Cannabinoids in Breast Milk
I bet you probably didn’t know that breast milk is a source of cannabinoids, did you? Even if you have never consumed cannabis in your life, your body makes endocannabinoids during infancy when your only source of nutrition is breast milk. The stimulating effect that cannabinoids have on the cells allows them to defend the body from bacteria and viruses.
At around 20 weeks, the fetus’s brain contains various cannabinoids; anandamide (which comes from Sanskrit “Ananda” which means “inner well-being”), 2-arachidonolyglycerol, and palmitoylethanolamide.
Anandamide begins appearing in small quantities and increases as the brain grows, reaching a certain limit and staying there. 2-arachidonolyglycerol works the opposite way; during the 20th week of pregnancy is when the most 2-AG can be found in the brain, and as the brain develops the amount of 2-AG decreases.
Anandamide stimulates the immune system and 2-AG stimulates the formation of various areas of the brain, which is why it tends to disappear as we grow and be almost completely gone from our brains once they’re fully formed, whereas the immune system needs to be active all the time.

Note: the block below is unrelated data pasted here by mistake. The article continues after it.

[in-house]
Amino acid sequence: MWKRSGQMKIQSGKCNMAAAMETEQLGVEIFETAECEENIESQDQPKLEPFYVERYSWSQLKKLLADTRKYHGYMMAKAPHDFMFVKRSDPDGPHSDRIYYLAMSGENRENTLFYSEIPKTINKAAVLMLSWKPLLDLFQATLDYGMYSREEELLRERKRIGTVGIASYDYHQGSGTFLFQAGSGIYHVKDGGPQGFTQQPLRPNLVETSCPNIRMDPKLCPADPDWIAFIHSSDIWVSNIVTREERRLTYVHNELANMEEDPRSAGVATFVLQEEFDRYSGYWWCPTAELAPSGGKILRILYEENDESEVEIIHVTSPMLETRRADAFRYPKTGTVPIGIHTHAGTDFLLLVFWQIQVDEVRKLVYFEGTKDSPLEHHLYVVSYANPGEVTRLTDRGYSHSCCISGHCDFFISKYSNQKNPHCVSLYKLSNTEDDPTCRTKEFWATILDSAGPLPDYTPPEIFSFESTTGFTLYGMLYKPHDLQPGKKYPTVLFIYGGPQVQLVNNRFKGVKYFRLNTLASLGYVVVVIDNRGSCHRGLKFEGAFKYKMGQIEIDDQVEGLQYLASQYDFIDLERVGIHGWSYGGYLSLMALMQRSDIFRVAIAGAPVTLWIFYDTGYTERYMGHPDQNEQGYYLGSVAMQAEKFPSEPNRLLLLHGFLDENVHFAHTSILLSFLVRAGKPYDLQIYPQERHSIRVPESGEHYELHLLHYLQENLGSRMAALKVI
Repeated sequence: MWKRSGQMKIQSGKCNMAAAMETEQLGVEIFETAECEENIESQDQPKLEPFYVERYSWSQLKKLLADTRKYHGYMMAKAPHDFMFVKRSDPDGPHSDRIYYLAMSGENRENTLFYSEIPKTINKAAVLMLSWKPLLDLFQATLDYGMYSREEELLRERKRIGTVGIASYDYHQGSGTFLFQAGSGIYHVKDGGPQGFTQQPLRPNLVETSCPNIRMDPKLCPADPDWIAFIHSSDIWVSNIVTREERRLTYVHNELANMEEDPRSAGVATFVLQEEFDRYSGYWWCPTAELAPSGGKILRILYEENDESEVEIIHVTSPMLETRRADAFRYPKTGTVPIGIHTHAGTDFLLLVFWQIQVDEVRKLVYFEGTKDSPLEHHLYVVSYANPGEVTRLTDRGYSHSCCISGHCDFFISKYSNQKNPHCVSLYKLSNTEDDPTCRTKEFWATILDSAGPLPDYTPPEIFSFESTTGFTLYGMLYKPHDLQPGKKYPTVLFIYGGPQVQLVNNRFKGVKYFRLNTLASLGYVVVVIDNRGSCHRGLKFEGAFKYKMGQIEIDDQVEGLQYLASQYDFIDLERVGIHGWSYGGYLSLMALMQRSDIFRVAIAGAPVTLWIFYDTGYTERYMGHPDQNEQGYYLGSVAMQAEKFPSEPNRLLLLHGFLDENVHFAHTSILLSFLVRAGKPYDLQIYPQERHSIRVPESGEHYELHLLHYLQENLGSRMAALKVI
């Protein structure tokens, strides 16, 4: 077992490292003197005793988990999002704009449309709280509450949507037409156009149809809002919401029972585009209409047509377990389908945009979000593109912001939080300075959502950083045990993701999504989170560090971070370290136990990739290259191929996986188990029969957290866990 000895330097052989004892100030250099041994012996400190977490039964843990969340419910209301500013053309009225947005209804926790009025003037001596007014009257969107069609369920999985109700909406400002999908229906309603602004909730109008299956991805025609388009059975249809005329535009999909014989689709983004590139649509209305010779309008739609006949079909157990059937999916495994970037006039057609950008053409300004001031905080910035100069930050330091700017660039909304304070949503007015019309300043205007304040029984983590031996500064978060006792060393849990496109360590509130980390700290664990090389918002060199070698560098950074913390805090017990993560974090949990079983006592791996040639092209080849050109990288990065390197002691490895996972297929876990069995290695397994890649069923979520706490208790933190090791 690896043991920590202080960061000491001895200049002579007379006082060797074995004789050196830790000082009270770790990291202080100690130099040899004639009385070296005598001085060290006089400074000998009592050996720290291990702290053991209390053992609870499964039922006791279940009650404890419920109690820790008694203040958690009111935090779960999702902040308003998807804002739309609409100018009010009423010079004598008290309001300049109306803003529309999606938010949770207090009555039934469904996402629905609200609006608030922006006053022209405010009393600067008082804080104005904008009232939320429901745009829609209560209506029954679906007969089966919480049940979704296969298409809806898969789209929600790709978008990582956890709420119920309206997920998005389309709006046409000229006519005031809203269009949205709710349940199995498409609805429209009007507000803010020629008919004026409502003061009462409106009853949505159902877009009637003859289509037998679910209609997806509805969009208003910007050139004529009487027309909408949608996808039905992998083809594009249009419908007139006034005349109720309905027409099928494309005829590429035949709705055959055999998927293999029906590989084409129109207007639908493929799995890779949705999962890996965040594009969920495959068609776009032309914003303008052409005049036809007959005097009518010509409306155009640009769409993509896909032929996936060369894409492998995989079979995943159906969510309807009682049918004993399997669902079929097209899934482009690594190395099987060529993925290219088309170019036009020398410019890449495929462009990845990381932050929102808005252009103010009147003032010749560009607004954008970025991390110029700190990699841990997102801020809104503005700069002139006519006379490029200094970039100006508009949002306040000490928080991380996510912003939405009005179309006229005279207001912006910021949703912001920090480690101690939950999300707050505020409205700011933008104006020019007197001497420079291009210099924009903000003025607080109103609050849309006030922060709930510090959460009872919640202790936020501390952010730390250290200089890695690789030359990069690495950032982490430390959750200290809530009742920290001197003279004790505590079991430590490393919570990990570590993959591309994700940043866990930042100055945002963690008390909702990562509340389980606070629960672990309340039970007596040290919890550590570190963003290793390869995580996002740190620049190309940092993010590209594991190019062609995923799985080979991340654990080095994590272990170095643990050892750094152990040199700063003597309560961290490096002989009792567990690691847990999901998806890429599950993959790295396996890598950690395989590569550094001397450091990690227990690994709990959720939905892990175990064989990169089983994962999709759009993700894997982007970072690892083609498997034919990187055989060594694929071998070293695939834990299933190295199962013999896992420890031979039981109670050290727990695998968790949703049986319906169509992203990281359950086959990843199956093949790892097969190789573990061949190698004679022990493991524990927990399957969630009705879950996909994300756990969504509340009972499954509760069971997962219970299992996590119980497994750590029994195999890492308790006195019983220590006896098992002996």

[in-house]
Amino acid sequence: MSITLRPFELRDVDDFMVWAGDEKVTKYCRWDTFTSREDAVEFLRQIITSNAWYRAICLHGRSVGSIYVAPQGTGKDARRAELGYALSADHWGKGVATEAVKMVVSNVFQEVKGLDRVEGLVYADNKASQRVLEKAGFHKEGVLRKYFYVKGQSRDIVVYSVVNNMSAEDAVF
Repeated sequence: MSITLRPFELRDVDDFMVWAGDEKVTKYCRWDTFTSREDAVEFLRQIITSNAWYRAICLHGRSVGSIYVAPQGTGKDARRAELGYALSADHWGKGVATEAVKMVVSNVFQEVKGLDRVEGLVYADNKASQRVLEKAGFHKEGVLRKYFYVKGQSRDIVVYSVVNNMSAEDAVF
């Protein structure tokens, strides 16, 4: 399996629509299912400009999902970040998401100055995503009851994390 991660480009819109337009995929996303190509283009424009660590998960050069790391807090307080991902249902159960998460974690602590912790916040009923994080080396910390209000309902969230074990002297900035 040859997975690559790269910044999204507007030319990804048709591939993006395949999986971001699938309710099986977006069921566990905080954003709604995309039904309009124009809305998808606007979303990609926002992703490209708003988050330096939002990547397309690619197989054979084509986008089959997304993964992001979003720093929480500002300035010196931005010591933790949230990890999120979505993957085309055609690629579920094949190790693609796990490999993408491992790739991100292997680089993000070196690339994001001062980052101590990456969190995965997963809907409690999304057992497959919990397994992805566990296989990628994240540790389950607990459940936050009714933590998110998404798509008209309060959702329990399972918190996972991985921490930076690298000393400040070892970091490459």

Palmitoylethanolamide has an anti-inflammatory and pain-relief effect on the body, and elderly people that suffer from varying illnesses or chronic pain tend to have quite a deficiency of palmitoylethanolamide (PEA).
The first two cannabinoids stimulate our CB1 and CB2 receptors. One of the effects caused by this still occurs when you consume cannabis nowadays; an increase in appetite by relaxing the sympathetic muscle.
It’s extremely important for newborn babies to have a large appetite so that they can get the nutrition they need to grow and survive; this is simple evolutionary science. However, the effect it gives us is simply the munchies, as there’s no real evolutionary gain in getting hungry when you’re stoned.
Of course, there are still new thing being learned about cannabinoids and endocannabinoids every day and it’s sometimes hard to discern what’s true from what’s not. The discovery of these endocannabinoids was done in 2002, 15 years ago now, and new information, uses and properties are still being discovered, but hopefully this new influx of information will eventually lead to a more widespread legalization of this amazing medicinal plant.
Of course, this article under no condition suggests smoking or consuming cannabis when lactating, although certain cultures claim that cannabis infusions when pregnant don’t affect the development of the fetus nor does it affect lactation.
During pregnancy, infusions are supposed to help with pains and morning sickness, and during lactation it hasn’t proven to have an effect as of yet. In fact, we don’t recommend using cannabis when lactating as substances can be passed from mother to child and there’s no proven effect or non-effect as of yet but it could still have some unknown long-term effects.
Author: Fabio Inga
Translation: Ciara Murphy